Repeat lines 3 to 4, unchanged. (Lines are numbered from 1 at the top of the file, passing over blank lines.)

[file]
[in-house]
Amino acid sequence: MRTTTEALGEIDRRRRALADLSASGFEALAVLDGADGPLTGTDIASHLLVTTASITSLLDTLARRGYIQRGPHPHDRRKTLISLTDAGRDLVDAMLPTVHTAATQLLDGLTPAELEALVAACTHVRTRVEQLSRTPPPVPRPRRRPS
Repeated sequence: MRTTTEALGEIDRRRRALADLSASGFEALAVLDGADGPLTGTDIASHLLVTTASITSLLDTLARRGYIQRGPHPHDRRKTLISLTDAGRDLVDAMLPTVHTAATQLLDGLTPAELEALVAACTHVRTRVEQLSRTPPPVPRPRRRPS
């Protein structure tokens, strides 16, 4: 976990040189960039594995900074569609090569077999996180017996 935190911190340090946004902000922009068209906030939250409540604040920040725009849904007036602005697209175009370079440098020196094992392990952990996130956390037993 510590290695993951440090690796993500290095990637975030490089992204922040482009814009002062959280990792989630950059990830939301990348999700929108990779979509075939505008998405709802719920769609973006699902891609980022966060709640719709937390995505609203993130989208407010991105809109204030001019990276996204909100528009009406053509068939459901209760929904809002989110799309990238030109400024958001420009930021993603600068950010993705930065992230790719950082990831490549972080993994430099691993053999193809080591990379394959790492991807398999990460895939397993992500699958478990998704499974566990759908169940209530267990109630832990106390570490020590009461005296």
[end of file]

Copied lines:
Repeated sequence: MRTTTEALGEIDRRRRALADLSASGFEALAVLDGADGPLTGTDIASHLLVTTASITSLLDTLARRGYIQRGPHPHDRRKTLISLTDAGRDLVDAMLPTVHTAATQLLDGLTPAELEALVAACTHVRTRVEQLSRTPPPVPRPRRRPS
């Protein structure tokens, strides 16, 4: 976990040189960039594995900074569609090569077999996180017996 935190911190340090946004902000922009068209906030939250409540604040920040725009849904007036602005697209175009370079440098020196094992392990952990996130956390037993 510590290695993951440090690796993500290095990637975030490089992204922040482009814009002062959280990792989630950059990830939301990348999700929108990779979509075939505008998405709802719920769609973006699902891609980022966060709640719709937390995505609203993130989208407010991105809109204030001019990276996204909100528009009406053509068939459901209760929904809002989110799309990238030109400024958001420009930021993603600068950010993705930065992230790719950082990831490549972080993994430099691993053999193809080591990379394959790492991807398999990460895939397993992500699958478990998704499974566990759908169940209530267990109630832990106390570490020590009461005296």